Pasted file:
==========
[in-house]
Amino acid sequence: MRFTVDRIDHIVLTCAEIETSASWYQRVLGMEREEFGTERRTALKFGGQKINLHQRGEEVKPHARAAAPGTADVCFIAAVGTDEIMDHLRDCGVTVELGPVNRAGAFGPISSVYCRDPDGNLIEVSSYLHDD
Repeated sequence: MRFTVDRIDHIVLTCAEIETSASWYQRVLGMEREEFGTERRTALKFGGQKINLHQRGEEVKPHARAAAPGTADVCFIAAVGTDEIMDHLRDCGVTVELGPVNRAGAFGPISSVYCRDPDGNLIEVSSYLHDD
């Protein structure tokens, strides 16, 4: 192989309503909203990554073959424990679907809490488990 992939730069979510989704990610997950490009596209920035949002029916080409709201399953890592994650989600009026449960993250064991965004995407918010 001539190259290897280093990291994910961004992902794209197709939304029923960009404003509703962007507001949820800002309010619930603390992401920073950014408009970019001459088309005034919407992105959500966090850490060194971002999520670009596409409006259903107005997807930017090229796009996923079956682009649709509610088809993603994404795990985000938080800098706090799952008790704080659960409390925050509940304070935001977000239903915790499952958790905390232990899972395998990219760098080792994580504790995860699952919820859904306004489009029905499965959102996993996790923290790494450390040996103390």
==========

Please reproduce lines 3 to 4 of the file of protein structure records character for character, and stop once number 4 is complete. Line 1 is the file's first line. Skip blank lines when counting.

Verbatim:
Repeated sequence: MRFTVDRIDHIVLTCAEIETSASWYQRVLGMEREEFGTERRTALKFGGQKINLHQRGEEVKPHARAAAPGTADVCFIAAVGTDEIMDHLRDCGVTVELGPVNRAGAFGPISSVYCRDPDGNLIEVSSYLHDD
């Protein structure tokens, strides 16, 4: 192989309503909203990554073959424990679907809490488990 992939730069979510989704990610997950490009596209920035949002029916080409709201399953890592994650989600009026449960993250064991965004995407918010 001539190259290897280093990291994910961004992902794209197709939304029923960009404003509703962007507001949820800002309010619930603390992401920073950014408009970019001459088309005034919407992105959500966090850490060194971002999520670009596409409006259903107005997807930017090229796009996923079956682009649709509610088809993603994404795990985000938080800098706090799952008790704080659960409390925050509940304070935001977000239903915790499952958790905390232990899972395998990219760098080792994580504790995860699952919820859904306004489009029905499965959102996993996790923290790494450390040996103390």